Proof That Gun Violence Statistics Are Often Misleading

You can't believe everything you see.

As the debate over control continues to rage on in America, pro-gun activists and people who want stricter gun laws often cite statistics and trends to prove their point.

But how reliable are these stats? And how trustworthy can the (admittedly nice-looking) graphs they cite be? 

The truth is isolating certain law changes or statistics to prove a point about gun violence rarely ever does the trick. 

Look no further than South America. In Venezuela, after crime and violence were running wild, the government decided to impose strict gun laws and disarm the people. What happened? Violence actually went up

Not far from Venezuela in Bogota, Colombia, violence was also an issue. When the government imposed stricter gun laws, they saw violence decline along with gun ownership. So what gives?

These two contradictory outcomes are a great way to open the conversation about gun control. Simply put, making guns harder to get doesn't always lessen crime, and making guns easier to get doesn't always keep more people safe. To illustrate just how deceiving some gun statistics can be, we've pulled three separate statistical groups that we've seen people cite as evidence in their favor. 

We hope this encourages you to look at everything with a more critical eye.


Michael Schall / A Plus

In this chart, we show the disparity between shootings and the rate of homicide. As more liberal gun laws have been imposed in the United States, people have often times cited the declining homicide rate in relation to guns as evidence that it's working. But that graph is actually misleading — you would think it implies there were less shootings or less gun violence, but there weren't. In fact, the rate of people being shot was increasing well into 2013. So how is this possible?

One possible explanation is that we are getting better at treating gun wounds

Take a look at this graph about gun violence in Missouri.

Michael Schall / A Plus

Often times, the circled part of the graph was cited by people who wanted more gun control as showing that gun violence spiked after gun registration laws were loosened. After a study revealed the spike in gun violence in the middle of 2007, PBS published an article with the headline, "Study shows gun violence surged in Missouri after repeal of gun control laws."

But when you zoom out and look at the graph as a whole, something else becomes clear. Gun violence was already on its way up and the loosening of gun laws may have actually slowed the rise. Truthfully, there doesn't seem to be a strong correlation between the gun laws and the violence that was occurring. All we know is the general trend of violence was heading upwards between 1999 and 2012.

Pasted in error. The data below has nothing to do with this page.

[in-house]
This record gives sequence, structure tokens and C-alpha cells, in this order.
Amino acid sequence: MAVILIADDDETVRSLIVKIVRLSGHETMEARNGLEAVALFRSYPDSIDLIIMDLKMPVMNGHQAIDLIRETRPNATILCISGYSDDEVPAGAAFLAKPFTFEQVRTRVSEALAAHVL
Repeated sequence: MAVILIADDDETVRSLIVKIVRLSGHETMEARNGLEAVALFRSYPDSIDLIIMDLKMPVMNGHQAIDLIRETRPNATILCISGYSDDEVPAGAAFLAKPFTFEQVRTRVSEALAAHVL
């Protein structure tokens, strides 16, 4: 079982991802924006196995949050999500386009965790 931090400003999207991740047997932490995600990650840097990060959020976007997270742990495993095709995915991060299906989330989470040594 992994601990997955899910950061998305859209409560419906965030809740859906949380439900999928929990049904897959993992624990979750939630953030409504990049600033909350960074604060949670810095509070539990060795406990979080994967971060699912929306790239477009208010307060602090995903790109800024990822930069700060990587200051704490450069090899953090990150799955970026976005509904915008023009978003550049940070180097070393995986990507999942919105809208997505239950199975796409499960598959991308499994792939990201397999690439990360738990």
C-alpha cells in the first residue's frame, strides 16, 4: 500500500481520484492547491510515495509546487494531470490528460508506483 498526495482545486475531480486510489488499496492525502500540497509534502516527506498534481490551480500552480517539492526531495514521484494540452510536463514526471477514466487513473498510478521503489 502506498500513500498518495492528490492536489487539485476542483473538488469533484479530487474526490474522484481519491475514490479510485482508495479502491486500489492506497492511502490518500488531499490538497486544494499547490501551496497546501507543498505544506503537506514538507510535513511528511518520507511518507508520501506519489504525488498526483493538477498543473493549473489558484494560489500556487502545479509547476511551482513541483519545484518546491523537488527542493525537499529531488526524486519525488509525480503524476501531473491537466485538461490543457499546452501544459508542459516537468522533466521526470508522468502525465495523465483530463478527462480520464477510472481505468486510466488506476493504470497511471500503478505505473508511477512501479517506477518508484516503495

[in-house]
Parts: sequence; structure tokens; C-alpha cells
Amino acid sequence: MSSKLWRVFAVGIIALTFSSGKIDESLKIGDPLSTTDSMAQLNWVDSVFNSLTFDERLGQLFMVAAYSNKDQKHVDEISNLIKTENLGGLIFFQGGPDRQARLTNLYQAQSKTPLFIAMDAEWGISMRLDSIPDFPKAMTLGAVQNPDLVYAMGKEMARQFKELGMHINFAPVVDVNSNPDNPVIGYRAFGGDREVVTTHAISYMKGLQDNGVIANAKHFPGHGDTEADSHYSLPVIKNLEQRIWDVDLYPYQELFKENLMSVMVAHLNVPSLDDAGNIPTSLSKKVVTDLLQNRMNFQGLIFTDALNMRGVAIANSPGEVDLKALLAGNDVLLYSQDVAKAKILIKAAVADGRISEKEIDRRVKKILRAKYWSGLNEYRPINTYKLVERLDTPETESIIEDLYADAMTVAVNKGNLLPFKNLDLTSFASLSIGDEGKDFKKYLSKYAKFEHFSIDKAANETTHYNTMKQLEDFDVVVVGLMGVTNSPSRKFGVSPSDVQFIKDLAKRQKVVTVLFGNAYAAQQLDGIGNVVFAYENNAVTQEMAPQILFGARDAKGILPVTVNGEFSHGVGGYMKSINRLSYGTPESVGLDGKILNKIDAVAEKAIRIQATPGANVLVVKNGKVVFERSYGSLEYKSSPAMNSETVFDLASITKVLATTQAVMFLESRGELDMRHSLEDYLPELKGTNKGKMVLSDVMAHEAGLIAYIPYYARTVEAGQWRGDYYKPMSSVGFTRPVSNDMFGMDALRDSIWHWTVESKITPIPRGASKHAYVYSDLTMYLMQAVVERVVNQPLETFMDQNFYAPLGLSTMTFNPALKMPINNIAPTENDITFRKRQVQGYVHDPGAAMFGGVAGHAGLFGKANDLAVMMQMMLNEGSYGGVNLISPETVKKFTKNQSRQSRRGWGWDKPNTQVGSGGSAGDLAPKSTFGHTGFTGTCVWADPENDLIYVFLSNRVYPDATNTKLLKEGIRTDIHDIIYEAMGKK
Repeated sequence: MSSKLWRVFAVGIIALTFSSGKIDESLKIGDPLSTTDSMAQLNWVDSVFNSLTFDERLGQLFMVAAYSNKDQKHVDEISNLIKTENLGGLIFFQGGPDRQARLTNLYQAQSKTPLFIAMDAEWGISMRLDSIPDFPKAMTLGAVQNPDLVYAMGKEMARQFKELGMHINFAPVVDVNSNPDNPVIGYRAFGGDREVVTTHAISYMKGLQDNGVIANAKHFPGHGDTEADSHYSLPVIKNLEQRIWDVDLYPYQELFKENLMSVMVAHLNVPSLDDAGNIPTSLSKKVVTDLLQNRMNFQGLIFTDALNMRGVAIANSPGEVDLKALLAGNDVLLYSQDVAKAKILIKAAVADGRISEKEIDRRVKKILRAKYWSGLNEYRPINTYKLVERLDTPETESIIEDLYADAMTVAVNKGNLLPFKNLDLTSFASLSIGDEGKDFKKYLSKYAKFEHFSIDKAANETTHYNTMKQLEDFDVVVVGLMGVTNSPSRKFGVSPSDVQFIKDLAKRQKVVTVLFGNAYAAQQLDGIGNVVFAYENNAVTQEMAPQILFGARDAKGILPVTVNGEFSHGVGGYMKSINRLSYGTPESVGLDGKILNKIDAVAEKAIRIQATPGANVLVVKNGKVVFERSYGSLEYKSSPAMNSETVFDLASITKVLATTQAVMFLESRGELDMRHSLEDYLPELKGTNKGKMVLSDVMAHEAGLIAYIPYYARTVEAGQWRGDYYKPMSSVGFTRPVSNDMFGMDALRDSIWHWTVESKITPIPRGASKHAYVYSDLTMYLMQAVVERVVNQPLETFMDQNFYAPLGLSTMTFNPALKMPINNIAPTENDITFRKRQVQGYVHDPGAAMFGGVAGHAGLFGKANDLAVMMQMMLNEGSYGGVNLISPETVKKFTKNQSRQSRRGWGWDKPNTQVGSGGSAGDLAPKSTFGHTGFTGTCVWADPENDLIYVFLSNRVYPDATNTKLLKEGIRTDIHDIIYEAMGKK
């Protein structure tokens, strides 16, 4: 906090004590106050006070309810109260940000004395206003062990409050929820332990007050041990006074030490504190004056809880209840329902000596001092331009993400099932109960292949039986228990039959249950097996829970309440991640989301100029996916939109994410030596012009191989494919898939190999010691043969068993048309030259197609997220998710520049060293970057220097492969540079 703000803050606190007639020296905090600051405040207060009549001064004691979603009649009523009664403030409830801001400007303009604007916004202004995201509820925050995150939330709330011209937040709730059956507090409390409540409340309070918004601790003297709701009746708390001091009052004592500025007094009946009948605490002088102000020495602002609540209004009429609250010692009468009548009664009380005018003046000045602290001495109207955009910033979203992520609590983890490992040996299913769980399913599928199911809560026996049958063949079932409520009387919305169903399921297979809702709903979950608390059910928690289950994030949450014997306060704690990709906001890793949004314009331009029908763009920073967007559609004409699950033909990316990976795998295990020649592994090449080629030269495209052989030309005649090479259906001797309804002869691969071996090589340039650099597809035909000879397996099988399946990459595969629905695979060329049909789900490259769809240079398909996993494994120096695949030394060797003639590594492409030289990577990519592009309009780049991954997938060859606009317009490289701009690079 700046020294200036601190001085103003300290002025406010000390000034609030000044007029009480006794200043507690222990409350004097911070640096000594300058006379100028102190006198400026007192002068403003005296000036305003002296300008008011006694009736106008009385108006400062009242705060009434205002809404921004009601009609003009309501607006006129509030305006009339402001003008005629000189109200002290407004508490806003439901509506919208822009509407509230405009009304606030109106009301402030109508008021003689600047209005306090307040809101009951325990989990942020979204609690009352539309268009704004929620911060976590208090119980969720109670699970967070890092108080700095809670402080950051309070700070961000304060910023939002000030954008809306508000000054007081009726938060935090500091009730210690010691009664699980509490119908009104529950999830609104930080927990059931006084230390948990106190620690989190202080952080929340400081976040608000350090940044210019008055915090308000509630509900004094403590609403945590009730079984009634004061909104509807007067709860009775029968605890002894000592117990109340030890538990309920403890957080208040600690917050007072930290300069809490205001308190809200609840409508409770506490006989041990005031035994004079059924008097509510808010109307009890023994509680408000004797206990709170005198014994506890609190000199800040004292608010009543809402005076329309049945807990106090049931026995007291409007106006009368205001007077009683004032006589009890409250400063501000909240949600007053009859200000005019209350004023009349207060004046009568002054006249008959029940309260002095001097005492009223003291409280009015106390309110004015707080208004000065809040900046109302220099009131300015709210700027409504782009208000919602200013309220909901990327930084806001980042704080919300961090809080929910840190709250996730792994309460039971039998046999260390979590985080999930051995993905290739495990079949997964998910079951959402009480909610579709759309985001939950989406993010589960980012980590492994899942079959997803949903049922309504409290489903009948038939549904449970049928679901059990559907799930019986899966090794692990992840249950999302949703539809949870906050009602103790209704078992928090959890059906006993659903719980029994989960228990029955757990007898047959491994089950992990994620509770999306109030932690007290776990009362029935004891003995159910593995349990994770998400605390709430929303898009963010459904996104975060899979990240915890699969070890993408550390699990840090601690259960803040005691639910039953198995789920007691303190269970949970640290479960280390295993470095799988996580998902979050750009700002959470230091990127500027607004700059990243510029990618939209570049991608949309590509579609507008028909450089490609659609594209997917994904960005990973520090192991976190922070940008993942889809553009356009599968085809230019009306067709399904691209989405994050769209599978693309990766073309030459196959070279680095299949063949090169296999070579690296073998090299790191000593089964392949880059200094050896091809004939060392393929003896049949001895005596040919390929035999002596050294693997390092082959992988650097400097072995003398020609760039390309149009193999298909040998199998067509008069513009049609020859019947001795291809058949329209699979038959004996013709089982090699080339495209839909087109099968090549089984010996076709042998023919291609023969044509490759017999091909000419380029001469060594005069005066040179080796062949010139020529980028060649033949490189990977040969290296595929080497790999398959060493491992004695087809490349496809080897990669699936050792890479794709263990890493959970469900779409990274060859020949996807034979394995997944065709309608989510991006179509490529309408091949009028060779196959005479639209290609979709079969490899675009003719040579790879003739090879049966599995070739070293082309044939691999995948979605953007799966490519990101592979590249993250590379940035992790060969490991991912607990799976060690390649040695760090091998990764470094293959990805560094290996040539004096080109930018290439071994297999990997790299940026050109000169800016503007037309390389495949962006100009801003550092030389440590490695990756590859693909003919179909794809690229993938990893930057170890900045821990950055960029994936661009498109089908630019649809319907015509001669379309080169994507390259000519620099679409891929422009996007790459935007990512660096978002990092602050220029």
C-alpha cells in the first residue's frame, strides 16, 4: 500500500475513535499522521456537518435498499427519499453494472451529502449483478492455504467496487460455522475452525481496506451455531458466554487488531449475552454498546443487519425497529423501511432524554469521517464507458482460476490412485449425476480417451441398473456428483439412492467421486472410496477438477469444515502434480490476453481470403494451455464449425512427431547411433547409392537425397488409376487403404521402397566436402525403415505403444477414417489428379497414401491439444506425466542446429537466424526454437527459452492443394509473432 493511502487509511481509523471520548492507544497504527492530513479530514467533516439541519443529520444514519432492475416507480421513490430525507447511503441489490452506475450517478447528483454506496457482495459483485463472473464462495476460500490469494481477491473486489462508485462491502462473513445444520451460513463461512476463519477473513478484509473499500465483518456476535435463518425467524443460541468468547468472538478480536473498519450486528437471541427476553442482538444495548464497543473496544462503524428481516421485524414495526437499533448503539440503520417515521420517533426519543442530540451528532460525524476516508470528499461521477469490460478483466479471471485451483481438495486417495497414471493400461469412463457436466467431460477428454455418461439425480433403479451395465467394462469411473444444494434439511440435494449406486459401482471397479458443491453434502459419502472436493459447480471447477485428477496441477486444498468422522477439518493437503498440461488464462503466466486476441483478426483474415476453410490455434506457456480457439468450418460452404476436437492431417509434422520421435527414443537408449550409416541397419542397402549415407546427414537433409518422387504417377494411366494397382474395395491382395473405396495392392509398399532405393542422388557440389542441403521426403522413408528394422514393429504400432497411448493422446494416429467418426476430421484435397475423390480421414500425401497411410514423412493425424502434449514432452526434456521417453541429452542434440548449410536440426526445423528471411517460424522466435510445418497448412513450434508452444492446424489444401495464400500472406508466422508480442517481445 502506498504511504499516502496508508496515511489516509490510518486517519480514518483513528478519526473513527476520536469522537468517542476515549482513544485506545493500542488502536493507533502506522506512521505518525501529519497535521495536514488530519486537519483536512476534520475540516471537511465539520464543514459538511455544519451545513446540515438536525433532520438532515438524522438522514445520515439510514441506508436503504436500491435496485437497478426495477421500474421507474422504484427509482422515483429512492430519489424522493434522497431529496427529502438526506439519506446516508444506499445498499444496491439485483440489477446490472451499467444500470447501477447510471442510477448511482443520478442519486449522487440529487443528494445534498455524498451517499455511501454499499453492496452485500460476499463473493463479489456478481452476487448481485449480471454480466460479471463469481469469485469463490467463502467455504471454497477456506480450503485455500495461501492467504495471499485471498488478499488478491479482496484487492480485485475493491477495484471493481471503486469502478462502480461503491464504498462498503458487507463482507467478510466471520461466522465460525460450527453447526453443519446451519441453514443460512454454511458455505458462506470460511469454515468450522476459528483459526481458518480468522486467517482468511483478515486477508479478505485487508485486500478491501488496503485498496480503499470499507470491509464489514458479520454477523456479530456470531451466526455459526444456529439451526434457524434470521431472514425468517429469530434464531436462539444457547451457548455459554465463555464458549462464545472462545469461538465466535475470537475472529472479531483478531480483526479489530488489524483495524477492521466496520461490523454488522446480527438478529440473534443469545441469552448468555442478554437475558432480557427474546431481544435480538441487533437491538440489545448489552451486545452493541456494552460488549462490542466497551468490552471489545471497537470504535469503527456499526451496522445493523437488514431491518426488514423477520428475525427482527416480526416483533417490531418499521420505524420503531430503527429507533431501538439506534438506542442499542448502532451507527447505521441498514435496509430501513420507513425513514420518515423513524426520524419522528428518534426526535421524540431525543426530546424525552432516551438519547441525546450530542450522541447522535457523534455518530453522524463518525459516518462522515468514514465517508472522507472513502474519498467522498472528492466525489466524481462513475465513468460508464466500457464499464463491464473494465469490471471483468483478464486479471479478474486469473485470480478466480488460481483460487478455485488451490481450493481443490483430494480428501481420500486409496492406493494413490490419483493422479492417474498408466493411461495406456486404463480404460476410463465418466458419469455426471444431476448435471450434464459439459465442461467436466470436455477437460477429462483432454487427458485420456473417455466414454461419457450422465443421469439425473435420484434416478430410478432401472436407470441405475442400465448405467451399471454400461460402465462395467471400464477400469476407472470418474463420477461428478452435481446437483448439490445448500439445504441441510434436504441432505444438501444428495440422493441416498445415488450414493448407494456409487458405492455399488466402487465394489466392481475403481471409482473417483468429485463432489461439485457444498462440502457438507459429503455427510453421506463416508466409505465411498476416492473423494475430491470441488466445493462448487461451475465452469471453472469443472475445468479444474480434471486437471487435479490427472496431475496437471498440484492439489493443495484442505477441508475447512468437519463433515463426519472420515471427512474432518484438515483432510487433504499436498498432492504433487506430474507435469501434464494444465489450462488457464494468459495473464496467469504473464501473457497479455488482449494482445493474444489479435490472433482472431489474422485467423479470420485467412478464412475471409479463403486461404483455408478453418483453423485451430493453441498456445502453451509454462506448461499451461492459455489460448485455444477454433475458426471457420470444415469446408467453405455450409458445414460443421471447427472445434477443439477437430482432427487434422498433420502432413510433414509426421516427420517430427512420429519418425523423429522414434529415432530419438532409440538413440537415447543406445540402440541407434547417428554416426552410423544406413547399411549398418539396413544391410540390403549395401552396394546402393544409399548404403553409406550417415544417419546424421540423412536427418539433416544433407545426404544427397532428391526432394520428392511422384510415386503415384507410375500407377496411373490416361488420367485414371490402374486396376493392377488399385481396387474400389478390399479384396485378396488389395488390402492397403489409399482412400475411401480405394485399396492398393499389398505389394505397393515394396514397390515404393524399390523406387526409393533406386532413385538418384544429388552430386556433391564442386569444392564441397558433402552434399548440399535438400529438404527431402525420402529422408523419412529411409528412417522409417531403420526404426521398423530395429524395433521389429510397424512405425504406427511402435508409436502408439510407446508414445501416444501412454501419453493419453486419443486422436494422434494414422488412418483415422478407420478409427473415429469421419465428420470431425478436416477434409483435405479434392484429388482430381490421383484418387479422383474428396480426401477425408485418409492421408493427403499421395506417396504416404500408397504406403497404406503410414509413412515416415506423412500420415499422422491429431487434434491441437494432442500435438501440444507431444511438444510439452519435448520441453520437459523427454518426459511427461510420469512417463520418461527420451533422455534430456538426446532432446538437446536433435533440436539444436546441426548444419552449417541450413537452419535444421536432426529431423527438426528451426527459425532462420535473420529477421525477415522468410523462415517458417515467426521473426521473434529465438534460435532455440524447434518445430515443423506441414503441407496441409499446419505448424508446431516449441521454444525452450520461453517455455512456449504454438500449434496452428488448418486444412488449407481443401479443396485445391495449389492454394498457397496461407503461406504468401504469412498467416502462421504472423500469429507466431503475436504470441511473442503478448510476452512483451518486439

That might be why Fox News published an article of their own titled "Media cherry picks Missouri gun data to make the misleading case for more control" shortly after PBS' article.

"While it is true that the murder rate in Missouri rose 17 percent relative to the rest of the U.S. in the five years after 2007, it had actually increased by 32 percent during the previous five years," author John R. Lott wrote. "The question is why the Missouri murder rate was increasing relative to the rest of the United States at a slower rate after the change in the law than it did prior to it."

Contradicting gun ownership statistics.

Michael Schall / A Plus

Another hot debate amongst gun ownership advocates and opponents is where gun ownership actually is in the United States. Perhaps the most commonly quoted statistics in this argument appear on the left of the infographic above. They're from NORC at the University of Chicago's General Social Survey

The statistics suggest there was a sharp decline in gun ownership over the last 40 years. But on the right, a Gallup poll shows a steady rate of homes with guns and an increase in gun ownership amongst the people who took the survey. So how could this be?

As it turns out, the General Social Survey is conducted by going door-to-door and asking people about the gun ownership.  A Zogby Analytics survey showed that 35 percent of Americans don't think it's anyone's business whether they own a gun, and that number goes up slightly amongst gun owners.

The Gallup survey, on the other hand, is conducted anonymously and shows a flat rate of gun ownership.

So what can we make of all this? 

In the end, it's just important to give everything a critical examination. It's certainly true that America needs to address its mass shootings and consider gun reform, but let's just make sure we're being constructive when we have those conversations


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